3.3 These distortions and others, like assisted suicide, the growth of homosexuality and paedophilia, are also inspired by utilitarian, agnostic and even pragmatic, nihilistic and scientistic philosophies (cf. John Paul II, Fides et ratio, nn. 46, 88, 89, 90, 91), as well as by the ideology of "gender". Therefore, it is not simply a matter of adding so-called "new rights" to the universal rights proclaimed in 1948, but of causing a break in the meaning of human rights and of actually diverting them from their profound sense. The "agents" of this new trend base it not only on a reflection about the human person but also on so-called consensual procedures. Persons, families and States themselves should adjust to this conception of "consensus", which is both positivist and relativist.

3.4 For some people, this distortion would also be due to the ideological influence exercised today by the "New Age", with its "sacralization" of nature, and more particularly of the "Earth". In this perspective, man should not be considered the centre of history, the subject of rights and duties, but a mere ephemeral accident of nature that should be calibrated according to the planet's "holding capacity".

3.5 In contrast to these relativistic and nihilistic trends, the 1948 Universal Declaration reflects the natural law in a certain way: i.e., the innate human capacity to seek and discern what is true, right and good. We endorse this view of man and see in it the moral foundation for affirming the dignity and rights of every human being, hence the rights of the basic human community: the family.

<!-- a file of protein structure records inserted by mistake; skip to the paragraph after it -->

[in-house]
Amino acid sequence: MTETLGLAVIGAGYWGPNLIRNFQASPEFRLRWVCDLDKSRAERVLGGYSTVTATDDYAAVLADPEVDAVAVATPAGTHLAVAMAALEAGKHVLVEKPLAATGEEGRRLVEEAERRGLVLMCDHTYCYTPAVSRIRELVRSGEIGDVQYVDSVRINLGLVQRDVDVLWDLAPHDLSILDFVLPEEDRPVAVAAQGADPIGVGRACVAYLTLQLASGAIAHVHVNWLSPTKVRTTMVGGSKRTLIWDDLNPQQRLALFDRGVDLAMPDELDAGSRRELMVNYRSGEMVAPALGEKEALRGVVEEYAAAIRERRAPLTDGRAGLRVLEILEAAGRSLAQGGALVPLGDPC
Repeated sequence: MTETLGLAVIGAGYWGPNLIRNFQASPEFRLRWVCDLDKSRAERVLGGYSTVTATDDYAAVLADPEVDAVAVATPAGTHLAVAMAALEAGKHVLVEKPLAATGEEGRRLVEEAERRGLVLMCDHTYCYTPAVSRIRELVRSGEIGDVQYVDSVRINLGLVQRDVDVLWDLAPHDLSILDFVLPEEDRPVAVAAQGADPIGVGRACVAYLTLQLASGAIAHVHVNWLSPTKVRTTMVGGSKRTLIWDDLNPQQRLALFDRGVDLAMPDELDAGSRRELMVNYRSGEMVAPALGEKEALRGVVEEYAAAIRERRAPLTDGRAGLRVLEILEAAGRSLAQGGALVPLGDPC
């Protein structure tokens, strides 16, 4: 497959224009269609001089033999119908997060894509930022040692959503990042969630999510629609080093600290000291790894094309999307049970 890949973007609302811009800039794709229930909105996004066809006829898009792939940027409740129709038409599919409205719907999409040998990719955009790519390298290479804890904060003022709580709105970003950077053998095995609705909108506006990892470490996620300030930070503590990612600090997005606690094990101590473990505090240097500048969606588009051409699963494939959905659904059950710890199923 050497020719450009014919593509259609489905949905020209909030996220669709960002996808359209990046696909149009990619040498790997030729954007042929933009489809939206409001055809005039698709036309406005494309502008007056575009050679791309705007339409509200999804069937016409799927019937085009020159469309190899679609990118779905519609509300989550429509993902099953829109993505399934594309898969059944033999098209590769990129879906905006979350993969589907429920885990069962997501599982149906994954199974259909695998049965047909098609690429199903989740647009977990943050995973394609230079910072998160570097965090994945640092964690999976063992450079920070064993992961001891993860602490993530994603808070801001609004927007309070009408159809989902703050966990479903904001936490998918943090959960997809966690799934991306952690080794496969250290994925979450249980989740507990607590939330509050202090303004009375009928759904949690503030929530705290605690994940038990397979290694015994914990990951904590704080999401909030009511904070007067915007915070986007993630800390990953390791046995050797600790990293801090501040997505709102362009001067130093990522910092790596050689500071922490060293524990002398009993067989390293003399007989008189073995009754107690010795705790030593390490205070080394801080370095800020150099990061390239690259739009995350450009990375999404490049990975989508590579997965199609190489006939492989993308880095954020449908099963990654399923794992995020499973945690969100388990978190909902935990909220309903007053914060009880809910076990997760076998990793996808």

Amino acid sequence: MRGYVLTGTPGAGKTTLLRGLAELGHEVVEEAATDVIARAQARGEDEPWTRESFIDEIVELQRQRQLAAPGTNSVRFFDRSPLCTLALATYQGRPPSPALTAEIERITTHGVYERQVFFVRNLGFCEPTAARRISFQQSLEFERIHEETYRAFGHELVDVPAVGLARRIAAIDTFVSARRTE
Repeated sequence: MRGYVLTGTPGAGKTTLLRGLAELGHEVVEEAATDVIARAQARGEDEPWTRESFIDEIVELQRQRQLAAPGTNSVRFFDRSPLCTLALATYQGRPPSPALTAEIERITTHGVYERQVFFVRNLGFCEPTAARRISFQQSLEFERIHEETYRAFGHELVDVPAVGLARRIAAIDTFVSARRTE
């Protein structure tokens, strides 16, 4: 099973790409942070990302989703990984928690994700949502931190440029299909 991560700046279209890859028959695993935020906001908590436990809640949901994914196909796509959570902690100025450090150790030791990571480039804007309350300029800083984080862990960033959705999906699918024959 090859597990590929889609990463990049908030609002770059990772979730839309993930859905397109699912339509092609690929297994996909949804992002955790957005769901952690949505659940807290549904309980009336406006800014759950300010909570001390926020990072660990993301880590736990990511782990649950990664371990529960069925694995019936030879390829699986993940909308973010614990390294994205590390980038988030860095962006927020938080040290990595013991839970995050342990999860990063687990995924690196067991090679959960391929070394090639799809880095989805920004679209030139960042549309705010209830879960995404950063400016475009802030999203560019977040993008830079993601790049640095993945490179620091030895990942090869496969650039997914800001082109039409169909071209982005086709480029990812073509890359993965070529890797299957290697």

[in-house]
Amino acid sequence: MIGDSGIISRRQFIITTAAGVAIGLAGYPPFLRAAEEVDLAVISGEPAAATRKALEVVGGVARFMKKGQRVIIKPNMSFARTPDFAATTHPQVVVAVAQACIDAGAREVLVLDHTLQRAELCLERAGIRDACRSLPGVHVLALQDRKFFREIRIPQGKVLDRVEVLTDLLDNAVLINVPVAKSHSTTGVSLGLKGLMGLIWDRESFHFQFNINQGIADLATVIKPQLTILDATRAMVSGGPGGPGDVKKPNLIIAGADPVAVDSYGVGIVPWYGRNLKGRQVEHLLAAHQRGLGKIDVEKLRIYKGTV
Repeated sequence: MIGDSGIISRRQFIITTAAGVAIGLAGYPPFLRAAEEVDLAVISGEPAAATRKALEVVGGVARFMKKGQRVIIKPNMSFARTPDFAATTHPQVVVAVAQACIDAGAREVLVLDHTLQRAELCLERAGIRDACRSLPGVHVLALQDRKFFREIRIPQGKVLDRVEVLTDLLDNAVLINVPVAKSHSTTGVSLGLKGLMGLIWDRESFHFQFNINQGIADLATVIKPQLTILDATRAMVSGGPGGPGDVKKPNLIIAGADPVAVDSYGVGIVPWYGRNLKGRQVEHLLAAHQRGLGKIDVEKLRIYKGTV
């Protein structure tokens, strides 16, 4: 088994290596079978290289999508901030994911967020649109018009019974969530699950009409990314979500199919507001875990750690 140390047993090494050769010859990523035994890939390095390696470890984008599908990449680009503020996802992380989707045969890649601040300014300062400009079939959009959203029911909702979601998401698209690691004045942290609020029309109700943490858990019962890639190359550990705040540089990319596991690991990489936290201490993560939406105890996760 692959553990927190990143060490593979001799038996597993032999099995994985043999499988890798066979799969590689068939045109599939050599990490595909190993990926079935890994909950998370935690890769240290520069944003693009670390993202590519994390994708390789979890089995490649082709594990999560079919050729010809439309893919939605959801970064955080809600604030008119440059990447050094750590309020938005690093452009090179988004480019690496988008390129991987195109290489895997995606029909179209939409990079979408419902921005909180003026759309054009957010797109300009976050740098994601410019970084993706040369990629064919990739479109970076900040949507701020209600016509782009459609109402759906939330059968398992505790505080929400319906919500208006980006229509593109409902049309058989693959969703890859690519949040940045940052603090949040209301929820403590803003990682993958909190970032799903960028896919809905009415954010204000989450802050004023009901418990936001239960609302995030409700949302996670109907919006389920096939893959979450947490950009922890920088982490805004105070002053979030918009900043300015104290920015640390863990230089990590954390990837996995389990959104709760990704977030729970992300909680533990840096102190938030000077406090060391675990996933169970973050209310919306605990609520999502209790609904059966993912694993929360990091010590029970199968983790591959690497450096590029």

Recognize and support the family!

4.1 As politicians and legislators faithful to the Universal Declaration , we commit ourselves to promoting and defending the rights of the family founded on marriage between a man and a woman. This must be done at all levels: local, regional, national and international. Only in this way can we be true servants of the common good, at both the national and international levels. We call attention here to what we believe are some of the crucial issues facing politicians and legislators today.

4.2 In accord with the Universal Declaration , European legislation has recognized marriage as a natural institution, with binding juridical effects. Marriage creates the family because it establishes a stable union of reciprocal giving, between a man and a woman, open to mutual love, procreation and child-raising. This is the marriage institution which society must defend as a value on which its future depends. To recognize - as some now demand in order to avoid discrimination - other unions as "marriage", or to grant them equivalent social rights and advantages as those recognized for marriage, would undermine the institution of marriage and consequently the family.